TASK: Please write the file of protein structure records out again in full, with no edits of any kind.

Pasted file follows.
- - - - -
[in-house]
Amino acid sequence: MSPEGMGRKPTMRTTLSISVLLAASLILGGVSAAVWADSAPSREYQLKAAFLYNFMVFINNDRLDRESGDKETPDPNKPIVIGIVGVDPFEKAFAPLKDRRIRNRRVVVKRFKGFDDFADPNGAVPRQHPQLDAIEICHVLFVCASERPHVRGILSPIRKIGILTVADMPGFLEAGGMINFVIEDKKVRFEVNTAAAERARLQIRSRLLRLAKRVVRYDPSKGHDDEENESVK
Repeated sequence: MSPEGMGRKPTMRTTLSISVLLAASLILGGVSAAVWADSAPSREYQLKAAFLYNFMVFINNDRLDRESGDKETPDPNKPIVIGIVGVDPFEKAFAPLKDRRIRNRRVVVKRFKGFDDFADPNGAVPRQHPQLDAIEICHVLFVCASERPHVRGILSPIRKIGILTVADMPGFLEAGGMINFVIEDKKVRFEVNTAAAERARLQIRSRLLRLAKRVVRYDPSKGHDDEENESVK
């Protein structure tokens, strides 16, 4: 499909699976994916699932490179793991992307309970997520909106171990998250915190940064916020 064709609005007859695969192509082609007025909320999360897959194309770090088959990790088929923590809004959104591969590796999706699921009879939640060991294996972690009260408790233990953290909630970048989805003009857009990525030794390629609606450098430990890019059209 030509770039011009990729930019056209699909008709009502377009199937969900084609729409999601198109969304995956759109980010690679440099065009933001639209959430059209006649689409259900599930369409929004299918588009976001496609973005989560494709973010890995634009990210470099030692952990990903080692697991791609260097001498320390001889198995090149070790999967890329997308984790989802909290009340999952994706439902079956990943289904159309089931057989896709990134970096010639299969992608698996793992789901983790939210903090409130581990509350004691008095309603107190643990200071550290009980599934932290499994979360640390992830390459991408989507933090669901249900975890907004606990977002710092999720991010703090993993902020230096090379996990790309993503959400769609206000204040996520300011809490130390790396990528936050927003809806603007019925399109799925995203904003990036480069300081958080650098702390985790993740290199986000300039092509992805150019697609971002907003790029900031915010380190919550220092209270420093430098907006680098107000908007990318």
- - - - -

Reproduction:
[in-house]
Amino acid sequence: MSPEGMGRKPTMRTTLSISVLLAASLILGGVSAAVWADSAPSREYQLKAAFLYNFMVFINNDRLDRESGDKETPDPNKPIVIGIVGVDPFEKAFAPLKDRRIRNRRVVVKRFKGFDDFADPNGAVPRQHPQLDAIEICHVLFVCASERPHVRGILSPIRKIGILTVADMPGFLEAGGMINFVIEDKKVRFEVNTAAAERARLQIRSRLLRLAKRVVRYDPSKGHDDEENESVK
Repeated sequence: MSPEGMGRKPTMRTTLSISVLLAASLILGGVSAAVWADSAPSREYQLKAAFLYNFMVFINNDRLDRESGDKETPDPNKPIVIGIVGVDPFEKAFAPLKDRRIRNRRVVVKRFKGFDDFADPNGAVPRQHPQLDAIEICHVLFVCASERPHVRGILSPIRKIGILTVADMPGFLEAGGMINFVIEDKKVRFEVNTAAAERARLQIRSRLLRLAKRVVRYDPSKGHDDEENESVK
């Protein structure tokens, strides 16, 4: 499909699976994916699932490179793991992307309970997520909106171990998250915190940064916020 064709609005007859695969192509082609007025909320999360897959194309770090088959990790088929923590809004959104591969590796999706699921009879939640060991294996972690009260408790233990953290909630970048989805003009857009990525030794390629609606450098430990890019059209 030509770039011009990729930019056209699909008709009502377009199937969900084609729409999601198109969304995956759109980010690679440099065009933001639209959430059209006649689409259900599930369409929004299918588009976001496609973005989560494709973010890995634009990210470099030692952990990903080692697991791609260097001498320390001889198995090149070790999967890329997308984790989802909290009340999952994706439902079956990943289904159309089931057989896709990134970096010639299969992608698996793992789901983790939210903090409130581990509350004691008095309603107190643990200071550290009980599934932290499994979360640390992830390459991408989507933090669901249900975890907004606990977002710092999720991010703090993993902020230096090379996990790309993503959400769609206000204040996520300011809490130390790396990528936050927003809806603007019925399109799925995203904003990036480069300081958080650098702390985790993740290199986000300039092509992805150019697609971002907003790029900031915010380190919550220092209270420093430098907006680098107000908007990318």